The hopeless are the ones we complain about because they are very visible on State Street and Cabrillo Park. I’m not being callous here, but you have to admit that we don’t want these folks around because they are scary and obnoxious. It upsets our “Grover’s Corners” mythology of our fair city. I recall a stroll down State Street a while back with a friend who is very liberal when a very dirty homeless man stumbled toward us, quite unsteady, quite odoriferous, his zipper down, with hand held out begging everyone who passed by. After a post encounter period of silence between us my friend said, “You know, it’s a lot easier to be sympathetic [to the homeless] in the abstract.” For once we agreed on something.

Accept the fact that all we can do is manage this problem, not solve it. And try to protect ourselves and them from the worst. But stop telling me we have to throw more money at the problem through some wonderful new program. History, I believe, has proven me correct on this.

Affordable housing is another one of those ideas that you just can’t kill. The issue keeps popping up zombie-like during each election. Unaffordability has been the City’s problem forever. We have one of the lowest vacancy rates anywhere: historically it has been 2% or less. So rentals are tight, rents are high (average $1,450), and housing costs are ridiculously high.

Accept the fact that housing in Santa Barbara isn’t affordable and never will be. The only affordable housing is housing that someone other than the occupant pays for.

The Housing Authority of the City of Santa Barbara (HASB) runs the City’s affordable housing programs. According to the HASB web site, they control about 465 housing units which are available under various programs (HUD, Section 8, Senior, Supportive). Which means there are only 465 lucky households out of 35,103 who can win this affordable housing lottery. HASB says in their web site that they have developed or secured over 3,000 affordable units since their founding in 1969.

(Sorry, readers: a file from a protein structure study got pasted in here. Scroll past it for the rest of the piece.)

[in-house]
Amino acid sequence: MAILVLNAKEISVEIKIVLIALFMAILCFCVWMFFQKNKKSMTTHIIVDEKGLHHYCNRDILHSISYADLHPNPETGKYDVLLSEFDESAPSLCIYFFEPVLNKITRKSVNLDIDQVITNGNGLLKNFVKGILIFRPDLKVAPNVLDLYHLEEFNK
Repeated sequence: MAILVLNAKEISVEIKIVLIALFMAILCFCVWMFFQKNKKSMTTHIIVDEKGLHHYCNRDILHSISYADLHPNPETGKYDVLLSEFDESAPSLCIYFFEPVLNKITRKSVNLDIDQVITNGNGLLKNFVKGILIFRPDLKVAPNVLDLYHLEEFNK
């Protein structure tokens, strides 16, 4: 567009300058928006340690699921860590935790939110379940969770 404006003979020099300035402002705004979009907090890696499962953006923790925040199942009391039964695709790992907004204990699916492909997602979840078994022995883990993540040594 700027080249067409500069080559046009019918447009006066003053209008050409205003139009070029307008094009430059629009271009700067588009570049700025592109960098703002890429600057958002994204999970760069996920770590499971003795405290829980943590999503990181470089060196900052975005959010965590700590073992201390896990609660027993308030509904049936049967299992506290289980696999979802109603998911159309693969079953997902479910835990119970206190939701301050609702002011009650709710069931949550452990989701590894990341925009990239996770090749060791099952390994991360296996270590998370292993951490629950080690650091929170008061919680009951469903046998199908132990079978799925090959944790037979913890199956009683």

This isn’t meant to be a critique of HASB, rather I’m pointing out the obvious: there is no way to fix Santa Barbara’s unaffordable housing problem. Yet politicians tell us that we must. I submit that their attempts are political eyewash to show that they are “doing something” about it in order to assuage their supporters.

Case in point. The City requires housing developers to build and sell a certain number of units in a project at artificially low prices to “qualified, low income” buyers. From personal experience I can tell you that the cost to build these units is not that much less that the market priced units. The cost (the loss on the sale of these units) is passed on to the buyers of the market priced units which in effect jacks up the price of all housing in the City, thus making housing even more unaffordable. Funny how things work out.

There are dozens of laws requiring certain people to tell the truth (lenders, real estate brokers, car dealers, etc.). I suggest we require politicians to “tell the truth” when they make campaign promises. A Truth in Campaigning law. Fat chance since they would have to vote on something that would put them on the street. In the meanwhile, caveat emptor.